No, I didn’t break any bones, or worse (perhaps?) crack a lens.  This blog post is going to be an unboxing and review of a recent piece of artwork I had printed through a company called Fracture, a place I discovered a while ago while searching for unique ways of printing an displaying my artwork.  After all, it’s a reflection of myself as an artist, therefore I want it to look as good as possible.

What’s so special about this Fracture thing, you may ask?  Put simply, they print your image onto glass.  For some better details, you can easily look up the “What’s a Fracture?” page on their website.  If you follow me on the socials (linked below at the bottom of this page), you may have seen that I recently had the opportunity to tour behind the scenes and visit with the folks at the Fracture production facility in Gainesville, Florida.  It was a plesantly informative experience, and before we continue, I will answer two questions that I know you have.  Yes, they do use real glass, not acrylic or plexiglass.  And yes, they do actually print straight onto said real glass!

Now, with all that said, let’s get into it.

The first step is going to the Fracture website, choosing the size you want, and uploading your photo.  This stuff if pretty easy, but if you do happen to have any issues, they have a great team who can help you through it.  Here you can see I chose the large size, as I plan to display this piece and I want it to have an impact when shown.  The particular image I chose, is a portrait of an American Alligator.

I ordered it on June 1st, chose the standard shipping option, and received it less than a week later.  The box it arrived in felt very sturdy, and appeared to hold up quite well during its transport with USPS.  It was taped up and stapled, with heavy duty staples, in the right places, so as not to damage the artwork while being opened.  (trust me, that is not always the case with some printing companies)  You can even see that the staples facing the bottom side of the artwork.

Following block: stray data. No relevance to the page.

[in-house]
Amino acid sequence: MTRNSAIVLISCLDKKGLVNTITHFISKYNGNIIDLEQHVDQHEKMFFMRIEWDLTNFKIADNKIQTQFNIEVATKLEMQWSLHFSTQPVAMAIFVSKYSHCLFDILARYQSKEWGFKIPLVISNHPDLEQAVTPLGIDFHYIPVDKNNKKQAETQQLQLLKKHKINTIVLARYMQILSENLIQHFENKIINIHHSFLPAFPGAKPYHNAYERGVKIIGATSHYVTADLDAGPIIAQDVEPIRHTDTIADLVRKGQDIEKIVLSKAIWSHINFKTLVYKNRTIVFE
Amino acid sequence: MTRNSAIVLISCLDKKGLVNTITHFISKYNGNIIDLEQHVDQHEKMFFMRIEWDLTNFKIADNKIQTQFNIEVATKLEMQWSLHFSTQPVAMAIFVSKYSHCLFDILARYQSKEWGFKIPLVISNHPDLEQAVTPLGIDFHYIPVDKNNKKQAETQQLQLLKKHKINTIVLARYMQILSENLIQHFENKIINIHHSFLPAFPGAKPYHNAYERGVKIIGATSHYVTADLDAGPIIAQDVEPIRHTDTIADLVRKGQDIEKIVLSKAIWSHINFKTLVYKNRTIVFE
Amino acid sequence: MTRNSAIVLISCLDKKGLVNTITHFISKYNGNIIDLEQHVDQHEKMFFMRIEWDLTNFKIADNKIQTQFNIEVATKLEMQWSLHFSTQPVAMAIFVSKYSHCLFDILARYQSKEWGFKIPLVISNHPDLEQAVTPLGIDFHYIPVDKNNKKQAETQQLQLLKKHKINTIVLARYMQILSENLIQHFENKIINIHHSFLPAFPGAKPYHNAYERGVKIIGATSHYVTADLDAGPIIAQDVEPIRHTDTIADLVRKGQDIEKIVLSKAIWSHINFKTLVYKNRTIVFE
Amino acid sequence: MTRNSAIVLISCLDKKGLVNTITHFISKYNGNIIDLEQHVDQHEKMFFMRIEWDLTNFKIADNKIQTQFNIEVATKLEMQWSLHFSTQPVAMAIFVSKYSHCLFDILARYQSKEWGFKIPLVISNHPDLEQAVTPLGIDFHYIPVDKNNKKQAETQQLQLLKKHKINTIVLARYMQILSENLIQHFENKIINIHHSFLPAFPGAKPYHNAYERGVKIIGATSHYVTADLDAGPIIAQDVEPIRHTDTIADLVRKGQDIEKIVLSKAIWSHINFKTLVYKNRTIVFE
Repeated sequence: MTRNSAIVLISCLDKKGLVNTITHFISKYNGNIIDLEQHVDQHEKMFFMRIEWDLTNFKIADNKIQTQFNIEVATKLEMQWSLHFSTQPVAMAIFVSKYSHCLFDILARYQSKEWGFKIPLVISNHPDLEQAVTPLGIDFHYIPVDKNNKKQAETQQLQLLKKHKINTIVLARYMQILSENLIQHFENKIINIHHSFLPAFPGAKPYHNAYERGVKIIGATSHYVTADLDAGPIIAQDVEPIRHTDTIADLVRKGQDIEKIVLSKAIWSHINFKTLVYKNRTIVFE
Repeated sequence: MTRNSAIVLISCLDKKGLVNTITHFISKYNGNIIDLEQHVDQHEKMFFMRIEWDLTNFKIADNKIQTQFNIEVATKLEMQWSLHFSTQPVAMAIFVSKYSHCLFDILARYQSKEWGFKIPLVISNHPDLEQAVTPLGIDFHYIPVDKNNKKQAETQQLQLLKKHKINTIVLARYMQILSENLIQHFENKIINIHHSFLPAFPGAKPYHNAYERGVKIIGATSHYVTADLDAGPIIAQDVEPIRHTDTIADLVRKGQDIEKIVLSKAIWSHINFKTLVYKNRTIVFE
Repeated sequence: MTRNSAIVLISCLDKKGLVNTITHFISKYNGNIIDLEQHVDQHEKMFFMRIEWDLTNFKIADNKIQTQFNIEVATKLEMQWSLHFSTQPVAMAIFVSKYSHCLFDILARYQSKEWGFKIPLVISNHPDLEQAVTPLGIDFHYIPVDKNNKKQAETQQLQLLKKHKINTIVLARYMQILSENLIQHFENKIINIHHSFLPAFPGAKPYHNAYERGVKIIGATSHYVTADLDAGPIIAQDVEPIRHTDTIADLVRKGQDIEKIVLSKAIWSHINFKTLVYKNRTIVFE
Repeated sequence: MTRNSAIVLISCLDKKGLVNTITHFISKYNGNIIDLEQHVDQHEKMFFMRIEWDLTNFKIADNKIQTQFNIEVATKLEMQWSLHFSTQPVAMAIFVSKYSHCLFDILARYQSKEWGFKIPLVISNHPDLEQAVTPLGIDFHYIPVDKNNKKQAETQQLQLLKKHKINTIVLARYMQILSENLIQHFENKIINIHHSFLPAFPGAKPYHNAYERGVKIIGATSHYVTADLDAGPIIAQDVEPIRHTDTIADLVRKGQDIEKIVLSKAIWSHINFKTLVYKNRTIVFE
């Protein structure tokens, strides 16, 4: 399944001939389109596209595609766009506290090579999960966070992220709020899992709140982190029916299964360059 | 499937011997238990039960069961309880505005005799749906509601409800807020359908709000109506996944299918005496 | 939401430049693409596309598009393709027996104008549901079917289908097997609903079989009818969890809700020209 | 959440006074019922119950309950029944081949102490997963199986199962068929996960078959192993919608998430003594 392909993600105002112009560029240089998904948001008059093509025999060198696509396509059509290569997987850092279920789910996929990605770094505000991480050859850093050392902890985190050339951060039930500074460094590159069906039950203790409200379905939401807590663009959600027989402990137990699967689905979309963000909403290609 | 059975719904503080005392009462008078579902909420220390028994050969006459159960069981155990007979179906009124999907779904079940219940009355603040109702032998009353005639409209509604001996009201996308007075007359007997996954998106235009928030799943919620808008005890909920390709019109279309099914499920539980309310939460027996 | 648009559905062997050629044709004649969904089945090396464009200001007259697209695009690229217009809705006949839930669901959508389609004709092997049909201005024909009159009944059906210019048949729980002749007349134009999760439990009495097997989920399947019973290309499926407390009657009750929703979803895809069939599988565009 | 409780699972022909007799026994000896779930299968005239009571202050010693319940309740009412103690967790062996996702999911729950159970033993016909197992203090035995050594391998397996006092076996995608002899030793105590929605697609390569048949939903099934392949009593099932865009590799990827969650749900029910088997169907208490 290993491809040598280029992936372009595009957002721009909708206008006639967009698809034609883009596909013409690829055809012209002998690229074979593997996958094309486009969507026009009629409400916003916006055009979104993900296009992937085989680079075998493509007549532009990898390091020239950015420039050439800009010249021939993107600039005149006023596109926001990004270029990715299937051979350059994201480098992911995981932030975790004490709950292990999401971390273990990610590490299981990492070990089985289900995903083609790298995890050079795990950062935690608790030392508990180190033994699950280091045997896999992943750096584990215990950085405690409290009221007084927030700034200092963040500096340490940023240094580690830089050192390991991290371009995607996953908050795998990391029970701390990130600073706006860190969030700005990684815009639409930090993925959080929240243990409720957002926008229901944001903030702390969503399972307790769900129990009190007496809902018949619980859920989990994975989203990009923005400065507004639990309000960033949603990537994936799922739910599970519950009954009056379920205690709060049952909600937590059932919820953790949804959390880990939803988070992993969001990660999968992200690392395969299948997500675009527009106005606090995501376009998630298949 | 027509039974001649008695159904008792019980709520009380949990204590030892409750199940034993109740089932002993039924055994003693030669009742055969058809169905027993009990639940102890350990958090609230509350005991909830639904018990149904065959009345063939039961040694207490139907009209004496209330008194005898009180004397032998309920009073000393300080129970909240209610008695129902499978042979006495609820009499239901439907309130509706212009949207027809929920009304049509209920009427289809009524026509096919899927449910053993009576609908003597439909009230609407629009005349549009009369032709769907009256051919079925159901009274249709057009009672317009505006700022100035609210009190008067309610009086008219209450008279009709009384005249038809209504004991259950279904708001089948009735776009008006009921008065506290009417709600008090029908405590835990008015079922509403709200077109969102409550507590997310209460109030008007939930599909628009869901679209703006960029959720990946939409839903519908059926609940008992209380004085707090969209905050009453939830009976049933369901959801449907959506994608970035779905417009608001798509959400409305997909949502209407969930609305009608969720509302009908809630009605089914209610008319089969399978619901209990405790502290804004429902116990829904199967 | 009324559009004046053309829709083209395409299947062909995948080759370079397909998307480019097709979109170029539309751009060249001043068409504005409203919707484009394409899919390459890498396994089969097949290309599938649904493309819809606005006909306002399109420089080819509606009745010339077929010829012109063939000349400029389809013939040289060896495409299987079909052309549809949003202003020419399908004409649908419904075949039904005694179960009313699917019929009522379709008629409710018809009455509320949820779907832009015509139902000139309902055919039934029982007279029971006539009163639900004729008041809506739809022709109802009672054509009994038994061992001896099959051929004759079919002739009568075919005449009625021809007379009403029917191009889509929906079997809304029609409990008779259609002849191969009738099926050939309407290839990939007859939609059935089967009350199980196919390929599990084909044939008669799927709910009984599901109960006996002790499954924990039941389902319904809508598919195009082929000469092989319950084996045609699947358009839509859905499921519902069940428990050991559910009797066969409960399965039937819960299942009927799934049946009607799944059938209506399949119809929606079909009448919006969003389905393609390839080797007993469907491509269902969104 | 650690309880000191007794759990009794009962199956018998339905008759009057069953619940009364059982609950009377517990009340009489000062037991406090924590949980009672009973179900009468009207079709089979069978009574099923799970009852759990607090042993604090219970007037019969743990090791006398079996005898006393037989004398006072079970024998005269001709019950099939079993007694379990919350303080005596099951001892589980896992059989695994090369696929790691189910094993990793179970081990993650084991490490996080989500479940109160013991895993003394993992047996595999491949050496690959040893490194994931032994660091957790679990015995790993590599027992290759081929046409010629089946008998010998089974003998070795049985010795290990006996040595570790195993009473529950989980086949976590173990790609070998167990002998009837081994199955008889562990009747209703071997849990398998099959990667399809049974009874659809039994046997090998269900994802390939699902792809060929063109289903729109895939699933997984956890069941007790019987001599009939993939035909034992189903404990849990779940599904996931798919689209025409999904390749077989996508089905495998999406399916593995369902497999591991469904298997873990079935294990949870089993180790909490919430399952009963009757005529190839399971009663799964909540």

Now, looking inside the box, you might ask “Where’s the stuffing?”  But actually, it’s better this way.  Using air as cushioning, there is no need for giant bubble wrap or anything else that could end up putting unnecessary pressure on the glass and potentially damaging it before it ever reaches you.  This also cuts down on wasted materials, a factor that helps Fracture to be a carbon neutral company.  (things like that are important to me)

It’s pretty easy to slide out of the box.  As you can see here, it is held in place with plastic straps to keep it from shifting around during transport, and a protective piece of cardboard is placed over the artwork to keep these straps from scratching it.  Also note, the Fracture sits inside a  fitted foam border attached to a backing of cardboard, thus preventing more shuffling around.  I appreciate this part very much, as mine will spend more time in transit than most while going to and from shows.

Now, cue the 2001 A Space Odyssey theme music, and take a look!

The Fracture itself is surprisingly thin, but still feels quite solid.  This is because the glass print is mounted onto a foam backing, thus increasing the overall strength.  The construction looks good, no frayed, scratched, or chipped corners.  And it even comes with all the hardware required to hang it, a single, heavy duty, screw.  Looking at the back, you can see that on their larger pieces, the area on the back around the where the screw will sit is reinforced with a metal bracket.

Next comes the best part, placing it on the wall for display.  The coolest thing about this part, is that when you get your Fracture, it comes ready to hang straight away.  You DO NOT need to find a frame!!!

What I really like is how simple, yet elegant it looks.  It lays flat against a wall, and somehow, minimizing the space it requires, actually seems to maximize the impact it creates.  As you can see, a Fracture is a very different way to present.  It’s sturdy, sleek, and gives a very professional look to your artwork and to your personal memories.

So print your pictures!  Get them off your hard drive (or your phone).  Trust me, you will be happy that you did.

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